Doctors can be part of the problem as well. Per Arizona law, doctors and medical personnel can refuse to provide services based on their religious beliefs. This means refusing to prescribe birth control, perform abortions, collect umbilical cord blood (for stem cells), and end-of-life care. Notice that most of these cases are related to women’s health. (If you have the time, read Justice Ruth Bader Ginsburg’s scathing dissent of the Hobby Lobby ruling and the importance of reproductive rights). One pharmacist made headlines for refusing to provide a patient with abortion-inducing medication (even though the fetus had already died inside her.) Physicians and other healthcare providers should be required to perform and provide the services needed of them.

In the same way that providers would have to respect a patient’s religious belief, providers should respect their lack of religious belief.  Jehovah’s Witnesses do not believe in blood transfusions. I disagree with this, but I would respect that adult patient’s wishes. By the same logic, a patient requesting an abortion (for any reason) should be able to receive that procedure safely from a doctor, regardless of whether the doctor personally objects. A doctor’s personal conflicts, political leanings, or religious beliefs have no place in patient care. The physician is not a god, is not a judge of people’s moral actions. The physician’s duty is to provide the care needed.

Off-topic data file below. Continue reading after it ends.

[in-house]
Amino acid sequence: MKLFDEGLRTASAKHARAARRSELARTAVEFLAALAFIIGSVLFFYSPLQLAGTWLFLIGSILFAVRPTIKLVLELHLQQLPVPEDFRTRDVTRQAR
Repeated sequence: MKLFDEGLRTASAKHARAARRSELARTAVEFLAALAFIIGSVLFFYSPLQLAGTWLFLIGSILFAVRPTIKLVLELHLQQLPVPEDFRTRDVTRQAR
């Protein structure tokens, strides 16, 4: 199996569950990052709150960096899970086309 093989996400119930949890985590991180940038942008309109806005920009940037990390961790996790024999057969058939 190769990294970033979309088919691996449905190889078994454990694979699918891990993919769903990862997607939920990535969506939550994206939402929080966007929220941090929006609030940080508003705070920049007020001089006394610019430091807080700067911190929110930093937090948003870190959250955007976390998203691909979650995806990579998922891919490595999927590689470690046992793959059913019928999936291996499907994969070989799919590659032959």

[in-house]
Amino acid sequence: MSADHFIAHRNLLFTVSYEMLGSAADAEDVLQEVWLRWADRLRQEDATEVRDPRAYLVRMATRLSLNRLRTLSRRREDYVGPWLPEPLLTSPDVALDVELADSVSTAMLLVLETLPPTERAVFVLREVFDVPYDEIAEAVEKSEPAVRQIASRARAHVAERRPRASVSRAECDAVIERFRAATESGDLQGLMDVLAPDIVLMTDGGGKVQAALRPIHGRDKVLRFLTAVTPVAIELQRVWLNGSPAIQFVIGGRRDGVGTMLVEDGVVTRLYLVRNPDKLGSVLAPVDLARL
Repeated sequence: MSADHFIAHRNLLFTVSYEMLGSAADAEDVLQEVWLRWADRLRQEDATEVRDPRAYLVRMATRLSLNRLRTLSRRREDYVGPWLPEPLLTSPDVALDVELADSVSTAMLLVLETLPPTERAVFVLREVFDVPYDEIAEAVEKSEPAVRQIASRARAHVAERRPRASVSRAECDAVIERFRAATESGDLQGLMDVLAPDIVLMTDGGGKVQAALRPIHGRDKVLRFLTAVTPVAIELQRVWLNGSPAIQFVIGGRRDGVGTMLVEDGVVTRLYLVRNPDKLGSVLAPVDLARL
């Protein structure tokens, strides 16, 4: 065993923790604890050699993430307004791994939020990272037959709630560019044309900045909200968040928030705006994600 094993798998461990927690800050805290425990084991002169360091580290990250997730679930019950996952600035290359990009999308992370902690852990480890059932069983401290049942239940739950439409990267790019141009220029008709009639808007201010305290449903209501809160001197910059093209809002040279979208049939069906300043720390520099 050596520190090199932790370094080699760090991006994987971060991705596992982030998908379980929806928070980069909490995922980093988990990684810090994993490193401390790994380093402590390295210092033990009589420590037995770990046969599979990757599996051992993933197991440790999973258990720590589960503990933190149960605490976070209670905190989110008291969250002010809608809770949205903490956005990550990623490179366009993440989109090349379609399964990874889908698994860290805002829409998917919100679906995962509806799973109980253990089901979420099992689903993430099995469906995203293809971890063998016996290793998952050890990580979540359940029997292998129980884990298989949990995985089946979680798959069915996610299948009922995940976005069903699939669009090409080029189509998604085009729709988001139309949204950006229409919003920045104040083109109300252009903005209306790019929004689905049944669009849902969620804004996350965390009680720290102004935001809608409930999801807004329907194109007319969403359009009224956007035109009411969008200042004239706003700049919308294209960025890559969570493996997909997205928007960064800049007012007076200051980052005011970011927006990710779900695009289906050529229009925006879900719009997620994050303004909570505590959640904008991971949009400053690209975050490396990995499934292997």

I don’t have anything against religion in particular. In fact, Mr Offit’s book makes several points about the importance of faith. He even uses the New Testament and Jesus’ treatment of children to support medical care and protection for children. I would also like to note that some of the cases mentioned in the book involved religions and religious leaders who explicitly recommended medical care for the sick and dying, which individuals chose to ignore. The issue isn’t religion, but how religious belief becomes warped and causes harm in the realm of medicine.